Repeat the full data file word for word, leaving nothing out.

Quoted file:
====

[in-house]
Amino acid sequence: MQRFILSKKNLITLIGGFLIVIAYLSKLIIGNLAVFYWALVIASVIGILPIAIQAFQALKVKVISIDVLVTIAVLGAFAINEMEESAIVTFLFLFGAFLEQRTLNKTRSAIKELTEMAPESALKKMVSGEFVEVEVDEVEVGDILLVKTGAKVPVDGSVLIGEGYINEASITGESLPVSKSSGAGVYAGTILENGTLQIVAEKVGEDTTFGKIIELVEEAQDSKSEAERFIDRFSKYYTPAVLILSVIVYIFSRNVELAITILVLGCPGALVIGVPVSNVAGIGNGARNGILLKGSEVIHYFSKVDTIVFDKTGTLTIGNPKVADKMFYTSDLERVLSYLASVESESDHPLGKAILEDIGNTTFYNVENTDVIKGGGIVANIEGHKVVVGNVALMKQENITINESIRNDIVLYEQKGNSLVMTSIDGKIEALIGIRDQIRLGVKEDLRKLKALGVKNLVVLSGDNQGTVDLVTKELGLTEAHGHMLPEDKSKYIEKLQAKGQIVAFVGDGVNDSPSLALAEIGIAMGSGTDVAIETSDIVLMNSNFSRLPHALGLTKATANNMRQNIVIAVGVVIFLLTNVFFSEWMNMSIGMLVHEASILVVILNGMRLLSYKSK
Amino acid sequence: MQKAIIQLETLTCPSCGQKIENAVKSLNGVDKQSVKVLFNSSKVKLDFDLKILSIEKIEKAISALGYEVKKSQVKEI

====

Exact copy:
[in-house]
Amino acid sequence: MQRFILSKKNLITLIGGFLIVIAYLSKLIIGNLAVFYWALVIASVIGILPIAIQAFQALKVKVISIDVLVTIAVLGAFAINEMEESAIVTFLFLFGAFLEQRTLNKTRSAIKELTEMAPESALKKMVSGEFVEVEVDEVEVGDILLVKTGAKVPVDGSVLIGEGYINEASITGESLPVSKSSGAGVYAGTILENGTLQIVAEKVGEDTTFGKIIELVEEAQDSKSEAERFIDRFSKYYTPAVLILSVIVYIFSRNVELAITILVLGCPGALVIGVPVSNVAGIGNGARNGILLKGSEVIHYFSKVDTIVFDKTGTLTIGNPKVADKMFYTSDLERVLSYLASVESESDHPLGKAILEDIGNTTFYNVENTDVIKGGGIVANIEGHKVVVGNVALMKQENITINESIRNDIVLYEQKGNSLVMTSIDGKIEALIGIRDQIRLGVKEDLRKLKALGVKNLVVLSGDNQGTVDLVTKELGLTEAHGHMLPEDKSKYIEKLQAKGQIVAFVGDGVNDSPSLALAEIGIAMGSGTDVAIETSDIVLMNSNFSRLPHALGLTKATANNMRQNIVIAVGVVIFLLTNVFFSEWMNMSIGMLVHEASILVVILNGMRLLSYKSK
Amino acid sequence: MQKAIIQLETLTCPSCGQKIENAVKSLNGVDKQSVKVLFNSSKVKLDFDLKILSIEKIEKAISALGYEVKKSQVKEI